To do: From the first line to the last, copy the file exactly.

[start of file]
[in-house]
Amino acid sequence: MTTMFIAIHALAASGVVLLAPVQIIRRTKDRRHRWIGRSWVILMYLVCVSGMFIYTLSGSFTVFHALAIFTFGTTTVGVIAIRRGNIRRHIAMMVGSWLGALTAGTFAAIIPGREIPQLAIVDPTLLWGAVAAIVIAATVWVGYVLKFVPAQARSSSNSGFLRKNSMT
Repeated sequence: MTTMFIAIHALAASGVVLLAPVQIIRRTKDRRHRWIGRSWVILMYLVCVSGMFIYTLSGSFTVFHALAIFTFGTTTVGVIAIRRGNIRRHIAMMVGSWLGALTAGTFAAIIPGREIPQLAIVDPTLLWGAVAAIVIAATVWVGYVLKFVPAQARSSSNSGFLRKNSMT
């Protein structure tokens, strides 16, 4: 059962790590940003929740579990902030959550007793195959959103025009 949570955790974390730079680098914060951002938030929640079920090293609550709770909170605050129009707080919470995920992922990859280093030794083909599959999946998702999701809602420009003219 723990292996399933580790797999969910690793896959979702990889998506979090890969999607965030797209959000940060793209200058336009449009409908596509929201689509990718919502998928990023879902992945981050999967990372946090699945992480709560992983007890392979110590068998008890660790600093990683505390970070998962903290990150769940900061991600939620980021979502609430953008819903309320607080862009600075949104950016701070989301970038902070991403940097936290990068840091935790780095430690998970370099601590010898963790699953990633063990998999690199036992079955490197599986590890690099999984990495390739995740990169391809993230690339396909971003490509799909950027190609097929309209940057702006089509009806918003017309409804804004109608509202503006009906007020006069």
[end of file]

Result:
[in-house]
Amino acid sequence: MTTMFIAIHALAASGVVLLAPVQIIRRTKDRRHRWIGRSWVILMYLVCVSGMFIYTLSGSFTVFHALAIFTFGTTTVGVIAIRRGNIRRHIAMMVGSWLGALTAGTFAAIIPGREIPQLAIVDPTLLWGAVAAIVIAATVWVGYVLKFVPAQARSSSNSGFLRKNSMT
Repeated sequence: MTTMFIAIHALAASGVVLLAPVQIIRRTKDRRHRWIGRSWVILMYLVCVSGMFIYTLSGSFTVFHALAIFTFGTTTVGVIAIRRGNIRRHIAMMVGSWLGALTAGTFAAIIPGREIPQLAIVDPTLLWGAVAAIVIAATVWVGYVLKFVPAQARSSSNSGFLRKNSMT
């Protein structure tokens, strides 16, 4: 059962790590940003929740579990902030959550007793195959959103025009 949570955790974390730079680098914060951002938030929640079920090293609550709770909170605050129009707080919470995920992922990859280093030794083909599959999946998702999701809602420009003219 723990292996399933580790797999969910690793896959979702990889998506979090890969999607965030797209959000940060793209200058336009449009409908596509929201689509990718919502998928990023879902992945981050999967990372946090699945992480709560992983007890392979110590068998008890660790600093990683505390970070998962903290990150769940900061991600939620980021979502609430953008819903309320607080862009600075949104950016701070989301970038902070991403940097936290990068840091935790780095430690998970370099601590010898963790699953990633063990998999690199036992079955490197599986590890690099999984990495390739995740990169391809993230690339396909971003490509799909950027190609097929309209940057702006089509009806918003017309409804804004109608509202503006009906007020006069």